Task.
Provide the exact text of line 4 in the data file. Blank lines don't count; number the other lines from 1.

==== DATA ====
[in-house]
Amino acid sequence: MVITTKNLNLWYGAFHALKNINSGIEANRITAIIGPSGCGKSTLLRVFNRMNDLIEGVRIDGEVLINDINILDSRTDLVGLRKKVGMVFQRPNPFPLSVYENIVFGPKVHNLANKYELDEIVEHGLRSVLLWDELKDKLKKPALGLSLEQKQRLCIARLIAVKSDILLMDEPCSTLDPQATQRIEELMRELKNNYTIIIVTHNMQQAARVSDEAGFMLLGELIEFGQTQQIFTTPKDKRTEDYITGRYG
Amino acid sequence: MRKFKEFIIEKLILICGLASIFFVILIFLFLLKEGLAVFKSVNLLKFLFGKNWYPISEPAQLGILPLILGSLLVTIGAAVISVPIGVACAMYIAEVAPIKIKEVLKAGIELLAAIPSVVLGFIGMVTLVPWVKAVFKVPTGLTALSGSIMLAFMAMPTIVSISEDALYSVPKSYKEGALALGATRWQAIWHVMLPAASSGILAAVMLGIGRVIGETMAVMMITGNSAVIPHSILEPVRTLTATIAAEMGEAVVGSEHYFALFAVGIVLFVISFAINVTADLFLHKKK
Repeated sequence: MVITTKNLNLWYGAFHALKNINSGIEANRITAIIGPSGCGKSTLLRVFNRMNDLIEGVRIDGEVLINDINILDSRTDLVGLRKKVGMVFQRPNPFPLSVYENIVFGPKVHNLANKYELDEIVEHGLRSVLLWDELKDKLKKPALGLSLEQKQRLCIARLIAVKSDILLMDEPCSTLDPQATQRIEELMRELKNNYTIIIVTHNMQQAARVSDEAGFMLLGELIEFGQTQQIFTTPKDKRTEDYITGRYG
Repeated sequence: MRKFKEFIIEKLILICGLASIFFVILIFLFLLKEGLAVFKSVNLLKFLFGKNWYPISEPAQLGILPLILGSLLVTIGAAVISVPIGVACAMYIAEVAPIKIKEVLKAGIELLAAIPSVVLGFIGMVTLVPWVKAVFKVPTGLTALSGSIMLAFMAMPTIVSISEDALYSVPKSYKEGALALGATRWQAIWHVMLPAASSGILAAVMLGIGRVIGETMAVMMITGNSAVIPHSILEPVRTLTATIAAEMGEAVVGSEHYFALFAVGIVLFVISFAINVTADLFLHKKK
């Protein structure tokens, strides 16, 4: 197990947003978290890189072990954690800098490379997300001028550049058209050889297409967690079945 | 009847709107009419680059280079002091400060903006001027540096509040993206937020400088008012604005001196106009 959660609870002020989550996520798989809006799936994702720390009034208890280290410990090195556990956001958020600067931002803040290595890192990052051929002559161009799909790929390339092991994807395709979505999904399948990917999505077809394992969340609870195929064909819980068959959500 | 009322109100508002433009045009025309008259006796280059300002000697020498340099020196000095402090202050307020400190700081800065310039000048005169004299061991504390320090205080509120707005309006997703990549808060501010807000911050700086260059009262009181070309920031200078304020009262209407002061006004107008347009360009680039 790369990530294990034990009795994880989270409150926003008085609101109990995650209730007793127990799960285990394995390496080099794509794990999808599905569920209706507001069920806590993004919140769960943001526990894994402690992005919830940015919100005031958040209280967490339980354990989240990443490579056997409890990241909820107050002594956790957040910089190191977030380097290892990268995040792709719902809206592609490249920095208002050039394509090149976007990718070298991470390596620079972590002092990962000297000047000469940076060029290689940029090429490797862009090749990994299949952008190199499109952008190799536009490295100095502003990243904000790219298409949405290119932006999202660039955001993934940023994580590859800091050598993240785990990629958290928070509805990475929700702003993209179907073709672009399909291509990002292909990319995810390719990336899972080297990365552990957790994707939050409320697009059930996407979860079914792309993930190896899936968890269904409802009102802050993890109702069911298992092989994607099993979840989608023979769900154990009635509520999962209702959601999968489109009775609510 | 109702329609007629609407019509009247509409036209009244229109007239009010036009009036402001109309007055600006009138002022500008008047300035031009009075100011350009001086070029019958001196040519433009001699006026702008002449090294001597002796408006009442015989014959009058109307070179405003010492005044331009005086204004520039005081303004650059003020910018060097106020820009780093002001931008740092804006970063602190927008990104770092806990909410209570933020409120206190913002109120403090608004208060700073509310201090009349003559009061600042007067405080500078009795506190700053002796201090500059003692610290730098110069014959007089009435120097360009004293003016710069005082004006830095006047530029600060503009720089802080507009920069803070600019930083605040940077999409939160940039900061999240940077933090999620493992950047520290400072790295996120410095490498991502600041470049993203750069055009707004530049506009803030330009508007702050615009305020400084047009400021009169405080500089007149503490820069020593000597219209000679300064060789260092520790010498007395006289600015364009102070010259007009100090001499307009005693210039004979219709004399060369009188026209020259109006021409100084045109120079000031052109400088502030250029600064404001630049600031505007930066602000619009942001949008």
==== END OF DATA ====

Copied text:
Repeated sequence: MVITTKNLNLWYGAFHALKNINSGIEANRITAIIGPSGCGKSTLLRVFNRMNDLIEGVRIDGEVLINDINILDSRTDLVGLRKKVGMVFQRPNPFPLSVYENIVFGPKVHNLANKYELDEIVEHGLRSVLLWDELKDKLKKPALGLSLEQKQRLCIARLIAVKSDILLMDEPCSTLDPQATQRIEELMRELKNNYTIIIVTHNMQQAARVSDEAGFMLLGELIEFGQTQQIFTTPKDKRTEDYITGRYG